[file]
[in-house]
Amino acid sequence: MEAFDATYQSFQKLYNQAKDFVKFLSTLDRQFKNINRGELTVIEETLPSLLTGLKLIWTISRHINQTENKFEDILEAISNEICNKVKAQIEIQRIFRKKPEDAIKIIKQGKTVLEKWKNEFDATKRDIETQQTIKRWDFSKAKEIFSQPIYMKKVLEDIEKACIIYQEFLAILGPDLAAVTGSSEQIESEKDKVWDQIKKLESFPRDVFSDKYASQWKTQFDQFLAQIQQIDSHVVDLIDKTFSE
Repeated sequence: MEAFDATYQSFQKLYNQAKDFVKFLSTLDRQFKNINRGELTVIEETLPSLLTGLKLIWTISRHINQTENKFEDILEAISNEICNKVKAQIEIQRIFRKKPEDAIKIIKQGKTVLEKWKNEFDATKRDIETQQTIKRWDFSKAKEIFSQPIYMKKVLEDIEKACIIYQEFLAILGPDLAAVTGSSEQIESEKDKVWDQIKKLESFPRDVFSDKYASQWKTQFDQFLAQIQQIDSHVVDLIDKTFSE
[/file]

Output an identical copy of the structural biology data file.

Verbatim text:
[in-house]
Amino acid sequence: MEAFDATYQSFQKLYNQAKDFVKFLSTLDRQFKNINRGELTVIEETLPSLLTGLKLIWTISRHINQTENKFEDILEAISNEICNKVKAQIEIQRIFRKKPEDAIKIIKQGKTVLEKWKNEFDATKRDIETQQTIKRWDFSKAKEIFSQPIYMKKVLEDIEKACIIYQEFLAILGPDLAAVTGSSEQIESEKDKVWDQIKKLESFPRDVFSDKYASQWKTQFDQFLAQIQQIDSHVVDLIDKTFSE
Repeated sequence: MEAFDATYQSFQKLYNQAKDFVKFLSTLDRQFKNINRGELTVIEETLPSLLTGLKLIWTISRHINQTENKFEDILEAISNEICNKVKAQIEIQRIFRKKPEDAIKIIKQGKTVLEKWKNEFDATKRDIETQQTIKRWDFSKAKEIFSQPIYMKKVLEDIEKACIIYQEFLAILGPDLAAVTGSSEQIESEKDKVWDQIKKLESFPRDVFSDKYASQWKTQFDQFLAQIQQIDSHVVDLIDKTFSE